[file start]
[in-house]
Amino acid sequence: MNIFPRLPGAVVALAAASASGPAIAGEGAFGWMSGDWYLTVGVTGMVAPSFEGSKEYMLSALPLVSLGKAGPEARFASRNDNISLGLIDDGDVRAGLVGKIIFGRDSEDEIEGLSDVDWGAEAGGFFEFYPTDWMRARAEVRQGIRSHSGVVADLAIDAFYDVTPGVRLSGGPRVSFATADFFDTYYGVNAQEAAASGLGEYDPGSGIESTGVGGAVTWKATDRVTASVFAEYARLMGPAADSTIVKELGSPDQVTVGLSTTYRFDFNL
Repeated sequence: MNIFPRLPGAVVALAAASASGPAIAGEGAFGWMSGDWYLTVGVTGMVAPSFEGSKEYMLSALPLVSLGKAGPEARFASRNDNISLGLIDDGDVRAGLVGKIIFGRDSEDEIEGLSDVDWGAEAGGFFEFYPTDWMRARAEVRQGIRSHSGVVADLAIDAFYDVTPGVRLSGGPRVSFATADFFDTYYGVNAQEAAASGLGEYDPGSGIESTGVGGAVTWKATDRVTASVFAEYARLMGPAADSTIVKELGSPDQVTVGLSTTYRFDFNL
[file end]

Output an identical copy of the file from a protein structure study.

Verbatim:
[in-house]
Amino acid sequence: MNIFPRLPGAVVALAAASASGPAIAGEGAFGWMSGDWYLTVGVTGMVAPSFEGSKEYMLSALPLVSLGKAGPEARFASRNDNISLGLIDDGDVRAGLVGKIIFGRDSEDEIEGLSDVDWGAEAGGFFEFYPTDWMRARAEVRQGIRSHSGVVADLAIDAFYDVTPGVRLSGGPRVSFATADFFDTYYGVNAQEAAASGLGEYDPGSGIESTGVGGAVTWKATDRVTASVFAEYARLMGPAADSTIVKELGSPDQVTVGLSTTYRFDFNL
Repeated sequence: MNIFPRLPGAVVALAAASASGPAIAGEGAFGWMSGDWYLTVGVTGMVAPSFEGSKEYMLSALPLVSLGKAGPEARFASRNDNISLGLIDDGDVRAGLVGKIIFGRDSEDEIEGLSDVDWGAEAGGFFEFYPTDWMRARAEVRQGIRSHSGVVADLAIDAFYDVTPGVRLSGGPRVSFATADFFDTYYGVNAQEAAASGLGEYDPGSGIESTGVGGAVTWKATDRVTASVFAEYARLMGPAADSTIVKELGSPDQVTVGLSTTYRFDFNL